A 17-day road trip through central Europe and the Adriatic region highlighted pandemic-era disparities from country to country.
If not for the vending-machine face masks and ubiquitous pump bottles of sanitizer, you might think that even northern Italy had returned to normal. In desperate need of a sunny, salty escape, my partner and I had opted to drive through the E.U. rather than fly south. Using our Dutch residence permits in lieu of American passports, we took a less social vacation than we otherwise would have taken—no guided tours or shared facilities here—and drove freely from our adopted hometown of Maastricht to western Germany and down through Austria, Italy, Slovenia, and Croatia, then back through Italy and the Swiss Alps. Almost everywhere we went, one thing was consistent: people flouted COVID-19 regulations.
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To start, we hopped on a regional train from the Dutch region of Limburg to nearby Aachen, where we picked up a rental car. (Germany currently allows tourists except for people from countries on its extensive list of high-risk areas.) Almost as soon as we left the Netherlands, stricter measures against COVID-19 transmission became apparent: One’s mouth and nose had to be covered aboard public transport and in all stores, and police monitored compliance in crowded areas. Luckily, masks and sanitizer were available in train-station vending machines.
Skirting the Black Forest en route to the foothill town of Füssen, we saw autobahn rest stops that had been converted into drive-through testing facilities. Restaurants were widely open, but diners were asked to leave their contact information with restaurants for tracing purposes. When patrons were left to their own devices at self-registration kiosks—which happened at a McDonald’s we stopped at—many people simply sidestepped the station. Eventually, we realized that the pen didn’t even work.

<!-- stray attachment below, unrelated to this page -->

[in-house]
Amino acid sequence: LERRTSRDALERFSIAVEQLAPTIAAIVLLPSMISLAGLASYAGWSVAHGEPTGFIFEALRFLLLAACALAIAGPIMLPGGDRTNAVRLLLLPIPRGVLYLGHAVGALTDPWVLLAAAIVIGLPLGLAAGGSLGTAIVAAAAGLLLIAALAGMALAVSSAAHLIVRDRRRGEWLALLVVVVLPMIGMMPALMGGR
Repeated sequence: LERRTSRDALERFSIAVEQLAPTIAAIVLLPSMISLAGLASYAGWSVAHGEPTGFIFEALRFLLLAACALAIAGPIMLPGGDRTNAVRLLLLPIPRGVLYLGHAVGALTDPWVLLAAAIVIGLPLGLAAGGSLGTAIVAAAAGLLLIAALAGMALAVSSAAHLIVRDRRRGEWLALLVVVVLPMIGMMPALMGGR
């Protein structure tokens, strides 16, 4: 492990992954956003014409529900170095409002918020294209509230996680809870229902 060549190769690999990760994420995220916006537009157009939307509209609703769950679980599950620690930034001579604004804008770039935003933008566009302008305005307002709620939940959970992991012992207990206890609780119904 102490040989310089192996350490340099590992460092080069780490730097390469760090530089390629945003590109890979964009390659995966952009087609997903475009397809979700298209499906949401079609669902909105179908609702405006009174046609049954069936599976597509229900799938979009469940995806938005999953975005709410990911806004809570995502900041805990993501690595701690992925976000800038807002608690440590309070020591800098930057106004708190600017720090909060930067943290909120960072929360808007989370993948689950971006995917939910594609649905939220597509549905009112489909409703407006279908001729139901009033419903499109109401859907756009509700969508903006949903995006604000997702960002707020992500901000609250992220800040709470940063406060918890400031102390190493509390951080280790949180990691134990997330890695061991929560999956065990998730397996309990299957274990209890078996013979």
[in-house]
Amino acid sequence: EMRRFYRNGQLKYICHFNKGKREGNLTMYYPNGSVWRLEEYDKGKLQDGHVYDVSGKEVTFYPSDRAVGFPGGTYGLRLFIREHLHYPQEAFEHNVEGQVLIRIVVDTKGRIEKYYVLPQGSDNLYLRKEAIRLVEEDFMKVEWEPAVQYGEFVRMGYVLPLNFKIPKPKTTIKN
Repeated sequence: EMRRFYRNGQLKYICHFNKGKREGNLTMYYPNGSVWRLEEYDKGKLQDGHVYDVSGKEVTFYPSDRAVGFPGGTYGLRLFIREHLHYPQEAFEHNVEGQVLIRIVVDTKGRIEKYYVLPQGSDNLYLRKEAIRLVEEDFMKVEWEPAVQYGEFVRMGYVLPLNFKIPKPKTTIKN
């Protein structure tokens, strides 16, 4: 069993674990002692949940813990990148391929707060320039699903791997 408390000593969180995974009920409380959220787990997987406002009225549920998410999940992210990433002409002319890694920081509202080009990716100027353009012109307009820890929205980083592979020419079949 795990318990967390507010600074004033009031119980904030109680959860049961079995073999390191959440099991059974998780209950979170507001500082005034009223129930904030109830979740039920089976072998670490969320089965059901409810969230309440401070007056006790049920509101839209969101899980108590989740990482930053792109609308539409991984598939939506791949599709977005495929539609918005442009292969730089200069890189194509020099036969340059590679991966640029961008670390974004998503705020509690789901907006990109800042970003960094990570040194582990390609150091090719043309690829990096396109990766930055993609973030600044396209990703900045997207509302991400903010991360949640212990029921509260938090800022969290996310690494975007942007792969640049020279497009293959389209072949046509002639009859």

INSIDER TIPAlthough we slipped through Europe nearly unchecked, the situation changed like quicksand behind us. Croatia, an E.U. state that is not part of the Schengen area, allowed U.S. tourists over the summer and has subsequently been penalized by some of its E.U. neighbors, like Slovenia, which added Croatia to its red list on August 21. In the days after we returned home, Germany also deemed parts of Croatia high-risk areas, while Italy tightened restrictions so that travelers from Croatia and other countries are now required to present a negative swab test. Amid ever-changing restrictions, the website Reopen.europa.eu is an invaluable resource to help travelers stay up to date.
Continuing south through the Tyrolean Alps, Austria’s ostensibly more lenient attitude contrasted with that of Germany. Visitors who live in or who have spent the previous 10 days in countries with stable COVID-19 situations could enter Austria unchecked. Once inside the country, the Austrian government encouraged people to maintain one meter of social distance and to cover coughs and sneezes, but masks were required only on public transit as of June. Elsewhere, people packed carelessly into public spaces.
With the exception of Lombardy, masks were required only inside public spaces in Italy. Outside, most Italians quickly secured their mask around the crook of their elbow. In Venice, some establishments took the extra step of performing digital temperature scans before admitting guests.
Apart from four southern regions—Apulia, Calabria, Sardinia, and Sicily—Italy allowed unrestricted entry from within the E.U. (except for Bulgaria and Romania) at the time we visited. By the time we returned home, however, Italy had announced that travelers from Croatia, Greece, Malta, and Spain would have to present a negative swab test performed within 72 hours prior to entry, or do the test within 48 hours after entering the national territory.